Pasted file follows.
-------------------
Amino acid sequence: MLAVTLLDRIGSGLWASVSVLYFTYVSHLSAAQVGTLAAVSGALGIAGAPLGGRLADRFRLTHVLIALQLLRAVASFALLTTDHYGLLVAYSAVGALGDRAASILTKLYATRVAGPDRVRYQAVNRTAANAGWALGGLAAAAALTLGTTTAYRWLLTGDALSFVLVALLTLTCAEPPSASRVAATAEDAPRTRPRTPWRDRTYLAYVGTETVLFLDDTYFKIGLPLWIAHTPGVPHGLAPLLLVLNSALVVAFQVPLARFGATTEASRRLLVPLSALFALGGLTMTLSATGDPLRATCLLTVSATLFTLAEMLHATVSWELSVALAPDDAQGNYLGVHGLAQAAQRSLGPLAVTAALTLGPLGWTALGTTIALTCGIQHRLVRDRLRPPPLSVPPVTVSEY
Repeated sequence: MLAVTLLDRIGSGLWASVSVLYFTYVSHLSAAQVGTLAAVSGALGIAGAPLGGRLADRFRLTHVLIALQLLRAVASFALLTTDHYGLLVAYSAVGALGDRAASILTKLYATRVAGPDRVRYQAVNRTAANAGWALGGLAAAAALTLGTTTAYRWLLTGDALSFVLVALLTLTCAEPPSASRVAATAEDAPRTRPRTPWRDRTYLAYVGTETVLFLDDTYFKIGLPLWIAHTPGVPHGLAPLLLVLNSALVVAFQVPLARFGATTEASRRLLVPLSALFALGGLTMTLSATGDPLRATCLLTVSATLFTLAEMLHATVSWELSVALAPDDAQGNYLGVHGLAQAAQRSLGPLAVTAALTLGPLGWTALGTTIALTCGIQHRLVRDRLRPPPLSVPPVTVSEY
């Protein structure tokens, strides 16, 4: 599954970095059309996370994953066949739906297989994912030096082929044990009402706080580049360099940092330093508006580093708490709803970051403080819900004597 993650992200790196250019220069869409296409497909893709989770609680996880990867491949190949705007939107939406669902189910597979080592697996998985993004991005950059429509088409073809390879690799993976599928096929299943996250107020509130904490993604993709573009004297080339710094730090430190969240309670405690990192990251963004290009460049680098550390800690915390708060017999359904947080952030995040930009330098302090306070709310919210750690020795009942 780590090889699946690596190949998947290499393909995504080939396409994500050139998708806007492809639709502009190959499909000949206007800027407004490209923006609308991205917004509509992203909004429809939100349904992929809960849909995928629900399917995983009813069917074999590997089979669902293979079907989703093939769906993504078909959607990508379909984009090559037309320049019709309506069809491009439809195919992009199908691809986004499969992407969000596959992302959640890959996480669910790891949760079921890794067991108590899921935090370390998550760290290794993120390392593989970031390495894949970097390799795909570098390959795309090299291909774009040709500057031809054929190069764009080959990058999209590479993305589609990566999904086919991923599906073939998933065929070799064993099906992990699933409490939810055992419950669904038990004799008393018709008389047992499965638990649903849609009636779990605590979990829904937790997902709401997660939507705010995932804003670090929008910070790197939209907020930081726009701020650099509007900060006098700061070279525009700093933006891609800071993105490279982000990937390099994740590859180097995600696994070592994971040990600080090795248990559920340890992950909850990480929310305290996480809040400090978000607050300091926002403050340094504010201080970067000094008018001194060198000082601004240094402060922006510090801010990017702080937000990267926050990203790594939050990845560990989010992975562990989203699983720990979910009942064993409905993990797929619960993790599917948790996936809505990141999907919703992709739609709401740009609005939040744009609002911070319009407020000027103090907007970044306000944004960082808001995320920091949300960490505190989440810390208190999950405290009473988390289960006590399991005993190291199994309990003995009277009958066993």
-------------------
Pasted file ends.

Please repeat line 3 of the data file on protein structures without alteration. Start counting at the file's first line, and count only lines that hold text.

């Protein structure tokens, strides 16, 4: 599954970095059309996370994953066949739906297989994912030096082929044990009402706080580049360099940092330093508006580093708490709803970051403080819900004597 993650992200790196250019220069869409296409497909893709989770609680996880990867491949190949705007939107939406669902189910597979080592697996998985993004991005950059429509088409073809390879690799993976599928096929299943996250107020509130904490993604993709573009004297080339710094730090430190969240309670405690990192990251963004290009460049680098550390800690915390708060017999359904947080952030995040930009330098302090306070709310919210750690020795009942 780590090889699946690596190949998947290499393909995504080939396409994500050139998708806007492809639709502009190959499909000949206007800027407004490209923006609308991205917004509509992203909004429809939100349904992929809960849909995928629900399917995983009813069917074999590997089979669902293979079907989703093939769906993504078909959607990508379909984009090559037309320049019709309506069809491009439809195919992009199908691809986004499969992407969000596959992302959640890959996480669910790891949760079921890794067991108590899921935090370390998550760290290794993120390392593989970031390495894949970097390799795909570098390959795309090299291909774009040709500057031809054929190069764009080959990058999209590479993305589609990566999904086919991923599906073939998933065929070799064993099906992990699933409490939810055992419950669904038990004799008393018709008389047992499965638990649903849609009636779990605590979990829904937790997902709401997660939507705010995932804003670090929008910070790197939209907020930081726009701020650099509007900060006098700061070279525009700093933006891609800071993105490279982000990937390099994740590859180097995600696994070592994971040990600080090795248990559920340890992950909850990480929310305290996480809040400090978000607050300091926002403050340094504010201080970067000094008018001194060198000082601004240094402060922006510090801010990017702080937000990267926050990203790594939050990845560990989010992975562990989203699983720990979910009942064993409905993990797929619960993790599917948790996936809505990141999907919703992709739609709401740009609005939040744009609002911070319009407020000027103090907007970044306000944004960082808001995320920091949300960490505190989440810390208190999950405290009473988390289960006590399991005993190291199994309990003995009277009958066993």